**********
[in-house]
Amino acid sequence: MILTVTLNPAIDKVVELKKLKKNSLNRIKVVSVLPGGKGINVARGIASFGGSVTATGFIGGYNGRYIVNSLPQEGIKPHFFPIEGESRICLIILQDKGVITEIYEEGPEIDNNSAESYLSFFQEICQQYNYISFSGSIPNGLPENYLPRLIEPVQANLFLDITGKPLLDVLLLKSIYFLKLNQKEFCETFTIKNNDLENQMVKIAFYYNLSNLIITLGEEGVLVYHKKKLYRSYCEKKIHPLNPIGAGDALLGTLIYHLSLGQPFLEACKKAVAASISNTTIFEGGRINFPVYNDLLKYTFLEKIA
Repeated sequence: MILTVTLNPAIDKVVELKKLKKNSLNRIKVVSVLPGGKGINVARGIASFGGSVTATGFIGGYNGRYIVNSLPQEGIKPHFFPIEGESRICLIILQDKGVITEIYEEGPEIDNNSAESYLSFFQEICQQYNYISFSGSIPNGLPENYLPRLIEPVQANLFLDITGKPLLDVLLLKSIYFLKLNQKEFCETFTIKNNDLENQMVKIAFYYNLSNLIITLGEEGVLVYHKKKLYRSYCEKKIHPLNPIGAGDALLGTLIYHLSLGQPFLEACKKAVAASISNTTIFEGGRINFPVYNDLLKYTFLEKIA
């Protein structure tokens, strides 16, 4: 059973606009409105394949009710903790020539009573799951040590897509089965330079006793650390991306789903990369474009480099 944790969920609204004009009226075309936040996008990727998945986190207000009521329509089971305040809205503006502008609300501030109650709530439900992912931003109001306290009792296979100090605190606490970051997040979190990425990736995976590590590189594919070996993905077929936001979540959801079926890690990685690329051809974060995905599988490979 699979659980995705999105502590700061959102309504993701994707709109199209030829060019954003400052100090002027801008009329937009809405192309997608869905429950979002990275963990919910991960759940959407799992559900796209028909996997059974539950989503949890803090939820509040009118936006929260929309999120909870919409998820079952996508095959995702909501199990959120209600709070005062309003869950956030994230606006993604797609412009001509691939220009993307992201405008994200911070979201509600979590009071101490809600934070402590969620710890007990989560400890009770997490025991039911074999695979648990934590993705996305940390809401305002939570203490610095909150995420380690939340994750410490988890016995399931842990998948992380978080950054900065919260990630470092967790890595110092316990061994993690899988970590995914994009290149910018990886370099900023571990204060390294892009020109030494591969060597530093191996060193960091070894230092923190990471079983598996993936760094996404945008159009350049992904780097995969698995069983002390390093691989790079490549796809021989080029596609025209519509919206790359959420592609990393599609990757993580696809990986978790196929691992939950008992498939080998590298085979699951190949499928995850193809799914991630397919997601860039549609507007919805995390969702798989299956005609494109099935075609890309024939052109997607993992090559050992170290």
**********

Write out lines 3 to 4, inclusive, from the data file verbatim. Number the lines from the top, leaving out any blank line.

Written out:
Repeated sequence: MILTVTLNPAIDKVVELKKLKKNSLNRIKVVSVLPGGKGINVARGIASFGGSVTATGFIGGYNGRYIVNSLPQEGIKPHFFPIEGESRICLIILQDKGVITEIYEEGPEIDNNSAESYLSFFQEICQQYNYISFSGSIPNGLPENYLPRLIEPVQANLFLDITGKPLLDVLLLKSIYFLKLNQKEFCETFTIKNNDLENQMVKIAFYYNLSNLIITLGEEGVLVYHKKKLYRSYCEKKIHPLNPIGAGDALLGTLIYHLSLGQPFLEACKKAVAASISNTTIFEGGRINFPVYNDLLKYTFLEKIA
């Protein structure tokens, strides 16, 4: 059973606009409105394949009710903790020539009573799951040590897509089965330079006793650390991306789903990369474009480099 944790969920609204004009009226075309936040996008990727998945986190207000009521329509089971305040809205503006502008609300501030109650709530439900992912931003109001306290009792296979100090605190606490970051997040979190990425990736995976590590590189594919070996993905077929936001979540959801079926890690990685690329051809974060995905599988490979 699979659980995705999105502590700061959102309504993701994707709109199209030829060019954003400052100090002027801008009329937009809405192309997608869905429950979002990275963990919910991960759940959407799992559900796209028909996997059974539950989503949890803090939820509040009118936006929260929309999120909870919409998820079952996508095959995702909501199990959120209600709070005062309003869950956030994230606006993604797609412009001509691939220009993307992201405008994200911070979201509600979590009071101490809600934070402590969620710890007990989560400890009770997490025991039911074999695979648990934590993705996305940390809401305002939570203490610095909150995420380690939340994750410490988890016995399931842990998948992380978080950054900065919260990630470092967790890595110092316990061994993690899988970590995914994009290149910018990886370099900023571990204060390294892009020109030494591969060597530093191996060193960091070894230092923190990471079983598996993936760094996404945008159009350049992904780097995969698995069983002390390093691989790079490549796809021989080029596609025209519509919206790359959420592609990393599609990757993580696809990986978790196929691992939950008992498939080998590298085979699951190949499928995850193809799914991630397919997601860039549609507007919805995390969702798989299956005609494109099935075609890309024939052109997607993992090559050992170290």